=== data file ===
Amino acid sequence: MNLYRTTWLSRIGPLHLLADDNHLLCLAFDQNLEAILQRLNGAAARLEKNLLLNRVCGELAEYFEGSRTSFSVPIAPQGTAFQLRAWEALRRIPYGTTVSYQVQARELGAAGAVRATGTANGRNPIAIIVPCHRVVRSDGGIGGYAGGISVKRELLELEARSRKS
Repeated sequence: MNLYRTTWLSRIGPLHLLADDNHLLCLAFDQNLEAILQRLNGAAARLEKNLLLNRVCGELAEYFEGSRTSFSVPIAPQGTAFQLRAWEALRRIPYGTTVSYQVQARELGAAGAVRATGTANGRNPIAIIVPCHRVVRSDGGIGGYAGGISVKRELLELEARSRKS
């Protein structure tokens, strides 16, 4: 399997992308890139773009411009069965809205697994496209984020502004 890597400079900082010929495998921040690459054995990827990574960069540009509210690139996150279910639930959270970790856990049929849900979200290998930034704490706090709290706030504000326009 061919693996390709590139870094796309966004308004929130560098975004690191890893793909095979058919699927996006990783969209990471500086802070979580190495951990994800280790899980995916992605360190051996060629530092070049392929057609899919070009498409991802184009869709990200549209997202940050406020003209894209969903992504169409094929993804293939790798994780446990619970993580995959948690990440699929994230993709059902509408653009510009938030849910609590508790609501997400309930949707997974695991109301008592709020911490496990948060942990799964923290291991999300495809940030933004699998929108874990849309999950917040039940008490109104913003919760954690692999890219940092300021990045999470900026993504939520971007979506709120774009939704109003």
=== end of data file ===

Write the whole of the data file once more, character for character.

Amino acid sequence: MNLYRTTWLSRIGPLHLLADDNHLLCLAFDQNLEAILQRLNGAAARLEKNLLLNRVCGELAEYFEGSRTSFSVPIAPQGTAFQLRAWEALRRIPYGTTVSYQVQARELGAAGAVRATGTANGRNPIAIIVPCHRVVRSDGGIGGYAGGISVKRELLELEARSRKS
Repeated sequence: MNLYRTTWLSRIGPLHLLADDNHLLCLAFDQNLEAILQRLNGAAARLEKNLLLNRVCGELAEYFEGSRTSFSVPIAPQGTAFQLRAWEALRRIPYGTTVSYQVQARELGAAGAVRATGTANGRNPIAIIVPCHRVVRSDGGIGGYAGGISVKRELLELEARSRKS
């Protein structure tokens, strides 16, 4: 399997992308890139773009411009069965809205697994496209984020502004 890597400079900082010929495998921040690459054995990827990574960069540009509210690139996150279910639930959270970790856990049929849900979200290998930034704490706090709290706030504000326009 061919693996390709590139870094796309966004308004929130560098975004690191890893793909095979058919699927996006990783969209990471500086802070979580190495951990994800280790899980995916992605360190051996060629530092070049392929057609899919070009498409991802184009869709990200549209997202940050406020003209894209969903992504169409094929993804293939790798994780446990619970993580995959948690990440699929994230993709059902509408653009510009938030849910609590508790609501997400309930949707997974695991109301008592709020911490496990948060942990799964923290291991999300495809940030933004699998929108874990849309999950917040039940008490109104913003919760954690692999890219940092300021990045999470900026993504939520971007979506709120774009939704109003």